– Tavrock
    Commented Oct 29, 2016 at 3:48

3 Answers 3


First, the word salvation needs to be defined. In the LDS church, salvation "means to be saved from physical and spiritual death." (See Salvation and Exaltation by Elder Russell M. Nelson of the Quorum of the Twelve Apostles.) In the LDS church, members strive for exaltation in the Celestial Kingdom, which is the highest glory one can obtain in the next life, and is usually also considered part of "being saved" in LDS rhetoric. In order to be saved, you have to have lived "a life of obedience to the laws and ordinances of the gospel and service to Christ." (See: The Guide to the Scriptures: Salvation.)

In order to receive full celestial glory (or exaltation) after this life, you must receive the ordinances of the temple: "The principal purpose of temples is to provide the ordinances necessary for our exaltation in the celestial kingdom." (See True to the Faith: Temples.)

One of the questions in the interview to receive a temple recommend asks if you are a full tithe payer. Therefore, to enter the temple, "The person must certify that he or she is . . . paying a full tithing." (See: Preparing to Enter the Holy Temple).

In the temple you make sacred covenants that require you to live worthily to enter the temple. "The ordinance consists of a series of instructions and includes covenants we make to live righteously and comply with the requirements of the gospel." (See: True to the Faith: Temples.) Therefore, one must keep the commandments, one of which is tithing, in order to be saved and exalted. See Tithing.

(All links are to www.lds.org: The Church of Jesus Christ of Latter Day Saints)


Your question is a good one but I don't think there's a clear black or white answer. For instance, the doctrine in The Church of Jesus Christ of Latter-day Saints states that children who die before "the age of accountability" which is age eight are "automatically saved in the celestial kingdom of heaven" (Doctrine & Covenants 137)...even if they didn't pay tithing. ultimately, we'll be judged with love and fairness by our Savior.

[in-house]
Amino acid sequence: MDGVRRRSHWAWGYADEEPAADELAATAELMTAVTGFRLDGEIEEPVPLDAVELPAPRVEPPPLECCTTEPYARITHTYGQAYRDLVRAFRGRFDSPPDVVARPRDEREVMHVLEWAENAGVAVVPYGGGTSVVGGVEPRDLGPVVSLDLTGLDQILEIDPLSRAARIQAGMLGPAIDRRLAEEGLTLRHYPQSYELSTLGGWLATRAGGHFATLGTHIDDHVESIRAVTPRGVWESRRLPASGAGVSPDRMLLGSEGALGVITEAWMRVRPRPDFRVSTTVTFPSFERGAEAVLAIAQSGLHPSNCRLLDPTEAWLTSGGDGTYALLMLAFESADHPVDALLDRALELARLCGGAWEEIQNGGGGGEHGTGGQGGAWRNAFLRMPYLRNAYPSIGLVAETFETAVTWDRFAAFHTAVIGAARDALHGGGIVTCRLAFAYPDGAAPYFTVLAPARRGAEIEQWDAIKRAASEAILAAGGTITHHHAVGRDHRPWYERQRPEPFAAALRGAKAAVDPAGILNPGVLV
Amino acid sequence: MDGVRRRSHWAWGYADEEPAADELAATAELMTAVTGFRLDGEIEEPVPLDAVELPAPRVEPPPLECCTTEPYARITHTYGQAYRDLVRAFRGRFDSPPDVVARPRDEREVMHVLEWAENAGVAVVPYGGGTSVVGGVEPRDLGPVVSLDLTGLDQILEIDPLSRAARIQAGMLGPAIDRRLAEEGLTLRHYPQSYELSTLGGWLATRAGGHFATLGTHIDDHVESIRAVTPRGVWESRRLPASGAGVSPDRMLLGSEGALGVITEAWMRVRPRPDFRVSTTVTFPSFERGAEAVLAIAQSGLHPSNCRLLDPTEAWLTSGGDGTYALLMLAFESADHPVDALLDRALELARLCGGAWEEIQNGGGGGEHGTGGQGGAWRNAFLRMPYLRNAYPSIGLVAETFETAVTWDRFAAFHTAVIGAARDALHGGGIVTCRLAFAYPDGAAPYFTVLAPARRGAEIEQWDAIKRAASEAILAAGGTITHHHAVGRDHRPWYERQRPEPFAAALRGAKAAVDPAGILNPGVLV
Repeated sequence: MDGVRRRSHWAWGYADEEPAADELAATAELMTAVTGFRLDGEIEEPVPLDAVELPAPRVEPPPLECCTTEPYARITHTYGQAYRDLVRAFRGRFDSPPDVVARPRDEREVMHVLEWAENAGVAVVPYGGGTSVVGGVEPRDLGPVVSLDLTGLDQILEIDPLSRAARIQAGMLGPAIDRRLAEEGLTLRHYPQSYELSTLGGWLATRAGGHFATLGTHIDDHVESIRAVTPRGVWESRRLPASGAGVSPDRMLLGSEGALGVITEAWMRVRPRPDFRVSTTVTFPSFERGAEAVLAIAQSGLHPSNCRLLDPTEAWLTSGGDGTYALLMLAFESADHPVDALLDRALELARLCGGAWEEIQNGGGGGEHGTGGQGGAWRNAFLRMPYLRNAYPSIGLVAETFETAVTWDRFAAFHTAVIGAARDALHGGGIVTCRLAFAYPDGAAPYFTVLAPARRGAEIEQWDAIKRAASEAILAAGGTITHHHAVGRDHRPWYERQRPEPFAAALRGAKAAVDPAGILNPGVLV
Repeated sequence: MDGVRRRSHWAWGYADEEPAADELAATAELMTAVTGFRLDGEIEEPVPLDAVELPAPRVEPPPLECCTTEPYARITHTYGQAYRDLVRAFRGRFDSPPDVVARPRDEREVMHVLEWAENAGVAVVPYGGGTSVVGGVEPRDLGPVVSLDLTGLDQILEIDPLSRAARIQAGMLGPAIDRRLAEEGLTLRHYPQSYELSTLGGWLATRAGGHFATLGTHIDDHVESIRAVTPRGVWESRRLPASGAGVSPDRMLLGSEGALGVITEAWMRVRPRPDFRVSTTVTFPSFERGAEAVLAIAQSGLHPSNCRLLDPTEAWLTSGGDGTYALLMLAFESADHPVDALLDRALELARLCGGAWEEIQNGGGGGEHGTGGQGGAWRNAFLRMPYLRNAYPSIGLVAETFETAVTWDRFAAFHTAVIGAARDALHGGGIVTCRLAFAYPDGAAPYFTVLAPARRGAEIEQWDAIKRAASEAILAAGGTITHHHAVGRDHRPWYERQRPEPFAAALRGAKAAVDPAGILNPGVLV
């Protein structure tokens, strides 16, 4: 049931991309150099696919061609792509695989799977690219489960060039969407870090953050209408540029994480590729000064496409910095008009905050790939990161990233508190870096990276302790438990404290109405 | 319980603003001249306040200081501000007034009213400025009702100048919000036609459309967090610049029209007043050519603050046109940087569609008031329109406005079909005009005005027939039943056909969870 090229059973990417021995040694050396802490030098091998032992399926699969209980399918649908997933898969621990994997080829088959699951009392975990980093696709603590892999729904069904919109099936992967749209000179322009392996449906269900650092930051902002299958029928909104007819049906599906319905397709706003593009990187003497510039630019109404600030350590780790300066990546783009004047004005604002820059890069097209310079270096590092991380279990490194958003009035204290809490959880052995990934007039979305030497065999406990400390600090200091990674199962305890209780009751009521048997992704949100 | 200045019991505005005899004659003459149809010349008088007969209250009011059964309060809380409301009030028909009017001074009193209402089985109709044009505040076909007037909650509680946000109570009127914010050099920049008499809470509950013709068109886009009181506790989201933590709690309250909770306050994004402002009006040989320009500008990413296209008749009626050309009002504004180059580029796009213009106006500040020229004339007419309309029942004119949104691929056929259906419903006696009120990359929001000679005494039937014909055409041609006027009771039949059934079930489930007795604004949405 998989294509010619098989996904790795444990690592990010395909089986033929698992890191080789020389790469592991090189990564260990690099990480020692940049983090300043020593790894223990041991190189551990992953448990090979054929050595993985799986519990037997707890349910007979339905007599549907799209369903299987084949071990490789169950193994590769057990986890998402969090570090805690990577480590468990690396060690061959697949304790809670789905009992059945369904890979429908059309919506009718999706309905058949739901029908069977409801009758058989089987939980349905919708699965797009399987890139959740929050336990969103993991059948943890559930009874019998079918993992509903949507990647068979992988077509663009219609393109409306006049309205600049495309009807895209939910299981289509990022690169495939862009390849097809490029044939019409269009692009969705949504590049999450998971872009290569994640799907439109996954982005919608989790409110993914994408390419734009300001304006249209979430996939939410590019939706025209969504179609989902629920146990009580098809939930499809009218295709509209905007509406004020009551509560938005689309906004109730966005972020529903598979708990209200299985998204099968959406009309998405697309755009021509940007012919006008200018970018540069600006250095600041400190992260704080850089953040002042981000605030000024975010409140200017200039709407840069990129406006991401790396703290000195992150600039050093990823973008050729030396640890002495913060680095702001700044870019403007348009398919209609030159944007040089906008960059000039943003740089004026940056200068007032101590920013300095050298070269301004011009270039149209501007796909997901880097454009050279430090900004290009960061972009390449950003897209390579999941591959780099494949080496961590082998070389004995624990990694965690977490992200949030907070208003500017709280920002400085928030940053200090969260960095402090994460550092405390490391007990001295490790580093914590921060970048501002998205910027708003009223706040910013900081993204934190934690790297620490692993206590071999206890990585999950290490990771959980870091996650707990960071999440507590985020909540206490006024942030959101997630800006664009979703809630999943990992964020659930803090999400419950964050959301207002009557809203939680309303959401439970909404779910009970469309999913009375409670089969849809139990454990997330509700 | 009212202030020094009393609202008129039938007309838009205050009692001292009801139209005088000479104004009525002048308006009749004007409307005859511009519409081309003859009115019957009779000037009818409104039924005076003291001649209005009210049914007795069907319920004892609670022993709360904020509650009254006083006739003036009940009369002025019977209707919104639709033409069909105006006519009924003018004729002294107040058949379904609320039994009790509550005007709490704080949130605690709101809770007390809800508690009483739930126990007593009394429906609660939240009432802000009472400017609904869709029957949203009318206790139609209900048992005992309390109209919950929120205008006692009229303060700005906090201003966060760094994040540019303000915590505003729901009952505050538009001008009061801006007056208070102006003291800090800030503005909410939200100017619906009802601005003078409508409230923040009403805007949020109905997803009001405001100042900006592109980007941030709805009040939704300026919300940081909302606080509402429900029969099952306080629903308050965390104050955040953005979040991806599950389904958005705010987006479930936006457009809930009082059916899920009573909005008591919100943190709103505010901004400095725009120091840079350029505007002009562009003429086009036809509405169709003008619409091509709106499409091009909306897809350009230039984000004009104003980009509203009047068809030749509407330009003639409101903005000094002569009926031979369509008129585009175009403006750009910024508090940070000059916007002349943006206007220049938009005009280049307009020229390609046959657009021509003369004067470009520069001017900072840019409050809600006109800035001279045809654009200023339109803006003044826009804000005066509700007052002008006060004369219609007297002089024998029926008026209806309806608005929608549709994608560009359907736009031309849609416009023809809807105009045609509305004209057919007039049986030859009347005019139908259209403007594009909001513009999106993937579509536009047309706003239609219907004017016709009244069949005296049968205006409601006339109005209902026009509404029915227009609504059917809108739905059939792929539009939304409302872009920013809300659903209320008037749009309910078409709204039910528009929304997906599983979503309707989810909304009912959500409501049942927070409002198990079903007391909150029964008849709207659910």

The short answer (partly) is yes, they cannot visit the temple. My husband and I lost our temple recommends for not paying tithing (for one year, we paid tithe for around 15 years at this time) and my 16 year old at the time was also questioned about his tithing.

Whether they would definitively say that you can or cannot receive salvation is another story since mormons believe that many will have other chances in life and after death to receive the gospel and ultimately fulfill all ordinances and promises to enter the Celestial Kingdom (top level of heaven). However, if in this life a person has the access and has learned about the gospel, rejects it and doesn't fulfill temple ordinance, they theoretically will not make it to heaven. (That would be me)

After losing my temple recommend for failure to provide the church with funds I was so hurt. Something I have given a large portion of my life to and was raised in was taken away because we live paycheck to paycheck and didn't for one year pay tithing. I wasn't excommunicated but not being able to participate in what was suppose to be the most important ordinances, was such a rejection.

After this, I allowed all the questions I had bubbling under the surface for 40 years of my life to come up. I knew and still know that it was all wrong. There were many more issues I found I didn't support, but because I wouldn't give money to a church that then found it necessary to build a luxury shopping center in SLC, I couldn't go to the temple? That is insane.